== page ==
They found workers living in a dilapidated brick building, where they covered holes in the walls with plastic bags to keep out scorpions and burned firewood inside in an attempt to drive out mosquitoes.
At the third site, they found a 16-year-old helping with charcoal production, which is prohibited under Brazilian law. It was his first job, and he had stopped going to school to do it.
“I have to work. I don’t like to rely on my mom and dad,” said the teen, who is the oldest of three siblings and could not be named for legal reasons.
But it was the second site — where inspectors found Antonio and the wasp nest — that shocked even those with decades of experience, like Marcelo Campos, who led the operation.
“I’ve never seen anything like it — it (shows) complete neglect. … Everything was wrong in that place,” said Campos, who determined that the men were being made to work as slaves.
In Brazil, slavery is defined as forced labor, but also covers debt bondage, degrading work conditions, long hours that pose a risk to health and any work that violates human dignity.
Finding illegally deforested wood being burned to produce charcoal is common, added Campos, who notified local environmental authorities of the discovery. He is still investigating whether the charcoal found on the recent raids was being sold to steel mills.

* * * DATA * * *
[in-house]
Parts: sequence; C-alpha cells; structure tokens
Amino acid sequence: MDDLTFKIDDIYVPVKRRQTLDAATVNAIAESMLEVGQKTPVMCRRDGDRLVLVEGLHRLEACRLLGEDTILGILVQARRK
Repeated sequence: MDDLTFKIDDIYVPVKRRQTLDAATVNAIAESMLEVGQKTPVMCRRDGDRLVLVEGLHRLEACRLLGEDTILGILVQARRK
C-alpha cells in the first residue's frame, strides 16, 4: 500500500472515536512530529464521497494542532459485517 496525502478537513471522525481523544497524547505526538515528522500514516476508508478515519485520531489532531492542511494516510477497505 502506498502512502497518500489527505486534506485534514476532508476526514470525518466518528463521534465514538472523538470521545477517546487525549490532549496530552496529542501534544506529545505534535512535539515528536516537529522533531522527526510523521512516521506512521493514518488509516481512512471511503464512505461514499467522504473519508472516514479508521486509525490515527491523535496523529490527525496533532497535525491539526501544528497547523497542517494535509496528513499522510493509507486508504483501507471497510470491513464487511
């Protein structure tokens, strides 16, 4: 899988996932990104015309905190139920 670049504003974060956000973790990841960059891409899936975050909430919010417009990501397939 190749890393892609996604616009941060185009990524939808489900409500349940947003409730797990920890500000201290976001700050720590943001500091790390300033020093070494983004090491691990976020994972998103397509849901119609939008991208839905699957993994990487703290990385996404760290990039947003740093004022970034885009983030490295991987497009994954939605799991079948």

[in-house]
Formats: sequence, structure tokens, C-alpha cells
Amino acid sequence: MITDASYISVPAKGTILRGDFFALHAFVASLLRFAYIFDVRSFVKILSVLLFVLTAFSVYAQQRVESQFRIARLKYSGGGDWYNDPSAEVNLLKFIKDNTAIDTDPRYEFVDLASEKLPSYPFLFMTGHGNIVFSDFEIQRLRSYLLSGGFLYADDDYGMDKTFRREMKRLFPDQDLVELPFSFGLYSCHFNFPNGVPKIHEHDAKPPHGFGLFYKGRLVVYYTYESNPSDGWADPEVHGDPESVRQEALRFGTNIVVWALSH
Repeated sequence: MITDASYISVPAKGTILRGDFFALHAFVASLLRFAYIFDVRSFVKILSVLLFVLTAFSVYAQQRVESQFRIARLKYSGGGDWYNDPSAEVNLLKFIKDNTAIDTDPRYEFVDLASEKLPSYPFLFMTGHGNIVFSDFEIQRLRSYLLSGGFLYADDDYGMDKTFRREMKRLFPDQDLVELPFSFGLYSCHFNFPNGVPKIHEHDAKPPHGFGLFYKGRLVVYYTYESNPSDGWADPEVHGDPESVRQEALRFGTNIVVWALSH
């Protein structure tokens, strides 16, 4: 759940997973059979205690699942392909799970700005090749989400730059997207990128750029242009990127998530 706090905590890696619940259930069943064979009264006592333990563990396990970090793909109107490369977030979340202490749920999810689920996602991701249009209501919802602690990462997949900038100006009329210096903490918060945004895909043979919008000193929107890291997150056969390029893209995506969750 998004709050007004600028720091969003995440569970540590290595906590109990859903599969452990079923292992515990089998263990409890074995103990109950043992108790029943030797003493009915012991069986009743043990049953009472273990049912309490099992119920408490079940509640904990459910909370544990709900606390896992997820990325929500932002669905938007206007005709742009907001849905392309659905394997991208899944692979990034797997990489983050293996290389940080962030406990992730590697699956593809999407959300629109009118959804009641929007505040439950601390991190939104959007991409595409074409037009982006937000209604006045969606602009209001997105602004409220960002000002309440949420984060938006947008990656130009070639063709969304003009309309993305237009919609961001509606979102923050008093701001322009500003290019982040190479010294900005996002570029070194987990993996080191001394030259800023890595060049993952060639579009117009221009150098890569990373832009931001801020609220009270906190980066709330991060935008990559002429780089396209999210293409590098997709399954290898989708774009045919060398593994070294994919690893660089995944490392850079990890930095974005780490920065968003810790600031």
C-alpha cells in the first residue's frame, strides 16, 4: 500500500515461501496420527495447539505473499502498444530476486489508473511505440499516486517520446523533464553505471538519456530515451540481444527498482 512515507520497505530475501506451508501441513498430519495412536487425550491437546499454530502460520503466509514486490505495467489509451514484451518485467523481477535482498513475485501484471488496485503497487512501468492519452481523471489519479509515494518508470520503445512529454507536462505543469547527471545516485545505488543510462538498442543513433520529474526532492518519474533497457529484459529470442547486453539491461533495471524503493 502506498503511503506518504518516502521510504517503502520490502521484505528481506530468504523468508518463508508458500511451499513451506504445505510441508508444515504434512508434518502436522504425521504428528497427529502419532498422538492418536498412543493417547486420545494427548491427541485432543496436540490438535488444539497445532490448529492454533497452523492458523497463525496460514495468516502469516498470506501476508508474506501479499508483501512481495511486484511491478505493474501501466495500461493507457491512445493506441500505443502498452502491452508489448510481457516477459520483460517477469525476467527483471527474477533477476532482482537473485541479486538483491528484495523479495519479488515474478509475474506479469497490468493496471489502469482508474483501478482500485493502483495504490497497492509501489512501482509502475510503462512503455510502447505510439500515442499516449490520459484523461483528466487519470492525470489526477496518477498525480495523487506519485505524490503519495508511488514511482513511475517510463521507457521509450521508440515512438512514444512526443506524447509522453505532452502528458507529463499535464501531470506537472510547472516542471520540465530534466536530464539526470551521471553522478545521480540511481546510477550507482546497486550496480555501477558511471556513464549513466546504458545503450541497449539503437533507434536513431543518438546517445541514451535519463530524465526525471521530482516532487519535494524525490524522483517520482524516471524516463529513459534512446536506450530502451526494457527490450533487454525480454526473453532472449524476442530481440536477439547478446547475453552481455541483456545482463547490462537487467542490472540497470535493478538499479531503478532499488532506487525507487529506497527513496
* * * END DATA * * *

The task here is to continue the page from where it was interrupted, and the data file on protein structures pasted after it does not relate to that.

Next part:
Whenever workers are rescued in Brazil, they receive three months of unemployment insurance — about 1,045 Brazilian real ($187.68) per month. Labor prosecutors and public defenders also broker deals with employers to pay damages.
Antonio is expected to receive about 6,600 real in compensation, according to public defender Marcos Teixeira. Campos has referred the laborer to social workers, meanwhile, to get help for his depression.
Officials also aim to break the cycle of labor abuse. Inspector Shakti Prates Borela, who took a deposition from the 16-year-old youth, told him he could find legal work elsewhere. The Brazilian state funds apprenticeship programs for adolescents age 16 and above, she said, but added that while she could sign him up, she could not guarantee him a spot.
For that, she noted, he would need to go back to school. “Of course,” he replied with a smile.